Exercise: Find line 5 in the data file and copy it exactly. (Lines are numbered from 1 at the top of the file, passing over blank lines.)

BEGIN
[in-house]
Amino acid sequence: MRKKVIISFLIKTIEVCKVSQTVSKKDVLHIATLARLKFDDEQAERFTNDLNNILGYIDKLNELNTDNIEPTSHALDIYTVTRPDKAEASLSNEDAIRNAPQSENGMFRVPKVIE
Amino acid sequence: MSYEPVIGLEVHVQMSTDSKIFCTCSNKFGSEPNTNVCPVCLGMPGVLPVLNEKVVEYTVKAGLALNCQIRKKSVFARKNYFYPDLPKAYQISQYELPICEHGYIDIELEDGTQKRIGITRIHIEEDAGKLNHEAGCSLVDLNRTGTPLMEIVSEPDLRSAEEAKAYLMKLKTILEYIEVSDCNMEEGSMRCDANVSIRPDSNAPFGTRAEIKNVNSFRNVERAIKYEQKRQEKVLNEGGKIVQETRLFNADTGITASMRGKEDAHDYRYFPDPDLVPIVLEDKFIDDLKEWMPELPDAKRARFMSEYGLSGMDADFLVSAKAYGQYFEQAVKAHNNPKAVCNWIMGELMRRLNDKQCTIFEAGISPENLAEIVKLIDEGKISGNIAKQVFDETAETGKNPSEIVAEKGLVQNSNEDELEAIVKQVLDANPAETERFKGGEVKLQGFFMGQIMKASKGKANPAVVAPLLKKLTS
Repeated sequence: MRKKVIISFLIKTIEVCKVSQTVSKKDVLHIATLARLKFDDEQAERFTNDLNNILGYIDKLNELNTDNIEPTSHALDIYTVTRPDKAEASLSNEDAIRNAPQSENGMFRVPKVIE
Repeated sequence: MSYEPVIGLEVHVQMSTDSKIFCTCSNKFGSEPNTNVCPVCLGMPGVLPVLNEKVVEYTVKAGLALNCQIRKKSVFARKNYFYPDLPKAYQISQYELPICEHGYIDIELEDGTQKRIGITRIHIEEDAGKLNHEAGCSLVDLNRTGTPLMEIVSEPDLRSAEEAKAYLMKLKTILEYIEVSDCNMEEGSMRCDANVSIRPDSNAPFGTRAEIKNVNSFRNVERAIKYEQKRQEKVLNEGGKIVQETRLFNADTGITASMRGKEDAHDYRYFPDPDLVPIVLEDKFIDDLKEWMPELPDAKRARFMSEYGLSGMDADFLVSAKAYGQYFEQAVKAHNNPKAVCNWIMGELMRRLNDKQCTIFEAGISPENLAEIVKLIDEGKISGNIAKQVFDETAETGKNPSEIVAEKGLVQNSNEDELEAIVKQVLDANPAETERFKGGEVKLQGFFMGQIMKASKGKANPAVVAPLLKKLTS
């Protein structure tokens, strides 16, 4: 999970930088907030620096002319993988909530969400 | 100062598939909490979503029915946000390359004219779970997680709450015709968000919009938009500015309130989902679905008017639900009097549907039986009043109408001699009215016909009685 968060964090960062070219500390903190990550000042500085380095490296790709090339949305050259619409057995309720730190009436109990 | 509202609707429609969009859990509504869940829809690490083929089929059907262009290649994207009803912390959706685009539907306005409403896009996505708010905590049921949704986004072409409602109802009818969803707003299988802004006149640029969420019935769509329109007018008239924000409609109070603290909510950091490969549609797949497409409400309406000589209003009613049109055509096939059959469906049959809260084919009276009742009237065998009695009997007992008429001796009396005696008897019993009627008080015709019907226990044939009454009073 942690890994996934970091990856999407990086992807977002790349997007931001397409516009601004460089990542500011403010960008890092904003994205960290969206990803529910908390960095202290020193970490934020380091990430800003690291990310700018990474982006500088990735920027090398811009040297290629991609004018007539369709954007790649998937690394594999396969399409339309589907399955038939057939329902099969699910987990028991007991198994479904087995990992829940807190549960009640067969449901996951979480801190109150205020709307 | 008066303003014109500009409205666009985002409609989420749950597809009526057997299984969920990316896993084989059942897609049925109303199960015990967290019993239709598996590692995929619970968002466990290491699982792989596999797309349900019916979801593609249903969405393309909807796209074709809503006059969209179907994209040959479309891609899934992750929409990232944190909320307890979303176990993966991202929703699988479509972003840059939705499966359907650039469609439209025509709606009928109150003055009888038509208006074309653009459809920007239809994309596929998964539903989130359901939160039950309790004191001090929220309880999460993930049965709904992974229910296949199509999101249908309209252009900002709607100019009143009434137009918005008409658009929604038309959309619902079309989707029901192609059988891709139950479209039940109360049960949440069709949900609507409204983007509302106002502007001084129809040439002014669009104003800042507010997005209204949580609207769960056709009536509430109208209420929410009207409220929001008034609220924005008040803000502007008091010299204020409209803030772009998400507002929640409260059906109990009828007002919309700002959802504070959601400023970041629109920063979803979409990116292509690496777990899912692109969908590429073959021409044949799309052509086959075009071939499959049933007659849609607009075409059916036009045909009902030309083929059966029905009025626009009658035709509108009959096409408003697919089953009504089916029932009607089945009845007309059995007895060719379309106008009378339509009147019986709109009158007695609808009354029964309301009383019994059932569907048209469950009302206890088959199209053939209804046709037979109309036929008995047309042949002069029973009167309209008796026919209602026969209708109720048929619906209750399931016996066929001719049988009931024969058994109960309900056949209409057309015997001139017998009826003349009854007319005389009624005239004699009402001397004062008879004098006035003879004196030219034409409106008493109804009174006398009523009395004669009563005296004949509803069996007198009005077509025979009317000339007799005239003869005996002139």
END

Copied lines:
Repeated sequence: MSYEPVIGLEVHVQMSTDSKIFCTCSNKFGSEPNTNVCPVCLGMPGVLPVLNEKVVEYTVKAGLALNCQIRKKSVFARKNYFYPDLPKAYQISQYELPICEHGYIDIELEDGTQKRIGITRIHIEEDAGKLNHEAGCSLVDLNRTGTPLMEIVSEPDLRSAEEAKAYLMKLKTILEYIEVSDCNMEEGSMRCDANVSIRPDSNAPFGTRAEIKNVNSFRNVERAIKYEQKRQEKVLNEGGKIVQETRLFNADTGITASMRGKEDAHDYRYFPDPDLVPIVLEDKFIDDLKEWMPELPDAKRARFMSEYGLSGMDADFLVSAKAYGQYFEQAVKAHNNPKAVCNWIMGELMRRLNDKQCTIFEAGISPENLAEIVKLIDEGKISGNIAKQVFDETAETGKNPSEIVAEKGLVQNSNEDELEAIVKQVLDANPAETERFKGGEVKLQGFFMGQIMKASKGKANPAVVAPLLKKLTS